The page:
Here is Kodak's take on the matter: http://www.kodak.com/global/en/profe...bs/ak3/ak3.pdf

    With the space you have available, you may wish to consider a darkroom without running water - especially if you can access something like a laundry or other largish sink nearby.

    If you can include things like pull-out drawers/shelves you can really add to the efficiency.

    A purpose built paper-safe drawer is also great - there are plans available at various locations, including Ralph Lambrecht's site (near the bottom of the page): http://www.darkroomagic.com/DarkroomMagic/Darkroom.html

    Keep in mind that one of the nicest things about having a dedicated darkroom is that it gives you a place to keep everything that you use regularly right at hand. Don't forget to incorporate things like a place where cleaned but wet equipment can dry before the next use.

    Have fun!
    Matt

    “Photography is a complex and fluid medium, and its many factors are not applied in simple sequence. Rather, the process may be likened to the art of the juggler in keeping many balls in the air at one time!”

    Ansel Adams, from the introduction to The Negative - The New Ansel Adams Photography Series / Book 2

  8. #8

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    That sound like too small a space for both a wet and dry area. It is not necessary (but desirable) to have running water in your darkroom. You might consider the washing part outside of the darkroom. If you build your own sink you can design it to have a couple of removable panels to cover it when not in use to hold trays. Tray stackers will let you have as many as six trays in just over the space of two.

    http://www.jeffreyglasser.com/

  9. #9
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    If you build your own sink
    Do you think this is a good idea, rather than installing just a kitchen style sink with drainer?. I can arrange to have a central outward opening door on a long side with a sink to the left and enlarger to the right with a 350-400mm deep worktop along the back wall plus shelves over. Outside the darkroom will be a general office with lots more storage so I am not too bothered about that. As I have no experience I want to get the sink right. is it really worth making one as I have read elsewhere?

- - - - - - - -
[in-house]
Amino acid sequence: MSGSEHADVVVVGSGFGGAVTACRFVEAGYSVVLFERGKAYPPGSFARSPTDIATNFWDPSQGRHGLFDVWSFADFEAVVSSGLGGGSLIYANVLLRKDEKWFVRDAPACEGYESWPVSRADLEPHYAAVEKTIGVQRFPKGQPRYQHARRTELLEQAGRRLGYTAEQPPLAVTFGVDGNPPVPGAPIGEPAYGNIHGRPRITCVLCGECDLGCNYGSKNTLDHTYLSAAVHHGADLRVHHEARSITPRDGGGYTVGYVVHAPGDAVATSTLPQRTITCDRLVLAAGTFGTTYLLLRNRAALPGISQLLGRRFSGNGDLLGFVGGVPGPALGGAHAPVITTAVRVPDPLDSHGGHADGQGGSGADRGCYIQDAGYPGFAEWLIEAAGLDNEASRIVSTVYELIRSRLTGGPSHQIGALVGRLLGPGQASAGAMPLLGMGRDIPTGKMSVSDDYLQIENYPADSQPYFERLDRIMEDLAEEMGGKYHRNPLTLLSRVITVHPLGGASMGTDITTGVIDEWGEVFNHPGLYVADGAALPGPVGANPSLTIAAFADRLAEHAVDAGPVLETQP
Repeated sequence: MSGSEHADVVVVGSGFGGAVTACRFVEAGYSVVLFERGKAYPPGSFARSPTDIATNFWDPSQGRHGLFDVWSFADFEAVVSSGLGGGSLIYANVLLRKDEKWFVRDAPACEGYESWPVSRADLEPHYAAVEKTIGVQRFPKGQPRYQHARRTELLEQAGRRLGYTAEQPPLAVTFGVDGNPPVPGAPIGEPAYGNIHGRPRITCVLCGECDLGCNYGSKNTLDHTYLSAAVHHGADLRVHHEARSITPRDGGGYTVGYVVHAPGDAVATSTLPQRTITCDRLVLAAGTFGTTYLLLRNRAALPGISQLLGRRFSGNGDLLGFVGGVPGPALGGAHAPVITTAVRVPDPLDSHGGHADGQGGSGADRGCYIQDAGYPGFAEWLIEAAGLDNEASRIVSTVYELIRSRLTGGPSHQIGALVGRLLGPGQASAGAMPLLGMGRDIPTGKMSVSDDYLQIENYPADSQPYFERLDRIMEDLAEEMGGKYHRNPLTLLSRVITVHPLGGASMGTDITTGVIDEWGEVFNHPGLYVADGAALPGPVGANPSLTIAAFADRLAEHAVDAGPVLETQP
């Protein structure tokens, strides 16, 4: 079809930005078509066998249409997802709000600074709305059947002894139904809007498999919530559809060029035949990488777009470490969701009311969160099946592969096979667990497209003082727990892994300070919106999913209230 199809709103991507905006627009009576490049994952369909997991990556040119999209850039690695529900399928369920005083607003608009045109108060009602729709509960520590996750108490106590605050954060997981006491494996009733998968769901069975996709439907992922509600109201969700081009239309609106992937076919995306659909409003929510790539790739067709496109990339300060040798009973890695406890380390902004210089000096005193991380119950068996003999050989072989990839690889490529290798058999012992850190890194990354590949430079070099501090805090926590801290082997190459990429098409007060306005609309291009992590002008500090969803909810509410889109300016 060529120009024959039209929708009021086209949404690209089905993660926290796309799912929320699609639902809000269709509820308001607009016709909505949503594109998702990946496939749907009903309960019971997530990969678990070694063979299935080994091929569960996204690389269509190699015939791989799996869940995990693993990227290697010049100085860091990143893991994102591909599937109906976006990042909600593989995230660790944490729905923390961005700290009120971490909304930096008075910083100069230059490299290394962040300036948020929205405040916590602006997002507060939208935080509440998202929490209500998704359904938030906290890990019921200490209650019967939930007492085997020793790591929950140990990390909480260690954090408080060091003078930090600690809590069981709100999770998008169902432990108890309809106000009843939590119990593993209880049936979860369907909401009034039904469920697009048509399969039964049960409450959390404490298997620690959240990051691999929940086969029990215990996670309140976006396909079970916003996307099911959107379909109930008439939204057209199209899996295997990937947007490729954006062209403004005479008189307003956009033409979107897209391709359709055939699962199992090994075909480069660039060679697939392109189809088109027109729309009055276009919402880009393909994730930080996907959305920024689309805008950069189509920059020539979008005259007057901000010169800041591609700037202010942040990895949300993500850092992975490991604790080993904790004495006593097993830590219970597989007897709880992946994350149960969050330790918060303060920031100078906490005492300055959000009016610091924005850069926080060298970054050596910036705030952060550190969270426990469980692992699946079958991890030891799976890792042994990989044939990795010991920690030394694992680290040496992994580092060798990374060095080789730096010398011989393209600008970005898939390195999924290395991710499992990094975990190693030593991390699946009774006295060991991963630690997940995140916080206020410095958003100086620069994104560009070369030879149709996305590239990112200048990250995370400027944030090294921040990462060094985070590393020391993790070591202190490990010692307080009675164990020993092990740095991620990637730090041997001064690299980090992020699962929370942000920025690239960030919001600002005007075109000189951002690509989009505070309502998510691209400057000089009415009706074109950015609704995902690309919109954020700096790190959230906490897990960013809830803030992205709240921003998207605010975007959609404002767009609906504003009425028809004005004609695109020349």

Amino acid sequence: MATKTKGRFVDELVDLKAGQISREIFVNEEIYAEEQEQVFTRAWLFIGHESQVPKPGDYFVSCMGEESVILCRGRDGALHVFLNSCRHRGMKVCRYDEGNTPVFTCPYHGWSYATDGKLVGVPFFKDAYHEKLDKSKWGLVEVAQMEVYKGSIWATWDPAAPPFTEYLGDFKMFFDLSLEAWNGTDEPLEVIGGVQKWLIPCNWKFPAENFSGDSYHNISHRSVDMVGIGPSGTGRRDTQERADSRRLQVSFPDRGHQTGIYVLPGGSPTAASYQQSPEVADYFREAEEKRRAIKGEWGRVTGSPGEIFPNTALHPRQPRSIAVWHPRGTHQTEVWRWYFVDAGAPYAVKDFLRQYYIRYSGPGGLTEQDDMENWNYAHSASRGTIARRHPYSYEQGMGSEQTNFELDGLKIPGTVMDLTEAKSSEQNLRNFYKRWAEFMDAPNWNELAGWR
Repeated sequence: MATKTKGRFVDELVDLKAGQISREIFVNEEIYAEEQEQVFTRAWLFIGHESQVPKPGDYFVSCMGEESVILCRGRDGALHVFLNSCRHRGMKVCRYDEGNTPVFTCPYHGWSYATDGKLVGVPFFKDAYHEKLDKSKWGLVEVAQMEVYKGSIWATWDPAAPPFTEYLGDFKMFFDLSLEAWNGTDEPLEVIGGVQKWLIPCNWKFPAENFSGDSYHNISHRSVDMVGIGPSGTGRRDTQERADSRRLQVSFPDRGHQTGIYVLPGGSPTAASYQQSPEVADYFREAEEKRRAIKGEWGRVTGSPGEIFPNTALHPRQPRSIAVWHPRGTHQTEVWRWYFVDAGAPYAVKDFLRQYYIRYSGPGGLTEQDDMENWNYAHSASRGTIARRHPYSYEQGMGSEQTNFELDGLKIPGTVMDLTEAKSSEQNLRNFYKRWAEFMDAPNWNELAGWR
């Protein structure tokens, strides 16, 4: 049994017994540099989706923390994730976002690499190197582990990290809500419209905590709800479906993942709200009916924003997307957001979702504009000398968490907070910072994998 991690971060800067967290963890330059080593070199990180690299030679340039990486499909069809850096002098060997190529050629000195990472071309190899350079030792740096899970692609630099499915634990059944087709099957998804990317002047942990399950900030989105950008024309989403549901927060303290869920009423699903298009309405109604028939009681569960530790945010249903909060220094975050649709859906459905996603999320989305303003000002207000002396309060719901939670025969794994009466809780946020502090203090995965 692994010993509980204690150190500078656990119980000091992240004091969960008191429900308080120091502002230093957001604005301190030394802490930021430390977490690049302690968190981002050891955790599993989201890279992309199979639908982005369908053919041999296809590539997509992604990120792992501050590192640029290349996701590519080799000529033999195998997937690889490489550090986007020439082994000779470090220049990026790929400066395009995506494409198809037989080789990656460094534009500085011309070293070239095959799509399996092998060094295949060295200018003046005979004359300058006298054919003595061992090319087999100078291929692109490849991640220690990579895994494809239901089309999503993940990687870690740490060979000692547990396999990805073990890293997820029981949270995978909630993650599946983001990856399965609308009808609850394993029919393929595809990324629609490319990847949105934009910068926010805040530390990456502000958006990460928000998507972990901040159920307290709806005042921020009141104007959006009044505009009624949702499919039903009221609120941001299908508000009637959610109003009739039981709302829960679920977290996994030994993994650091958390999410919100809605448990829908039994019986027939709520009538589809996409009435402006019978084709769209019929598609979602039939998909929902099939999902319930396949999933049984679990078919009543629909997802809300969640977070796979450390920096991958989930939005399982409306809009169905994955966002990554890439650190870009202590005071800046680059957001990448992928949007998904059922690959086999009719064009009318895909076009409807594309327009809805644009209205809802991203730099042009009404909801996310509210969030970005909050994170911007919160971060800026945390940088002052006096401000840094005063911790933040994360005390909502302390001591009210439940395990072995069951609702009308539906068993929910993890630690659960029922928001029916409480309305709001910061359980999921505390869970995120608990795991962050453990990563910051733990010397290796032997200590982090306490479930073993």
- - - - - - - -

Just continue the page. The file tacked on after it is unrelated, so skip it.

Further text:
10. #10

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    By "a sink", for darkrooms, we mean a long (wide) waterproof surface to contain spills. It doesn't have to have a drain or a drain that is always open. For example, you can drain at the end of the clean up to a bottle or bucket for disposal in a regular sink or toilet. (Don't dispose heavy metals or active developer down municipal drains or sewers).

    Some people have deep sinks and some have shallow.

    If you have children, put a locking cabinet in the darkroom for chemicals.

    You can use the office for the dry room: print spotting, trimming, matting, mounting, signing, certifying, etc. If the office can be made light-tight, then it can also be used for film loading, developer reel loading, and paper preparation.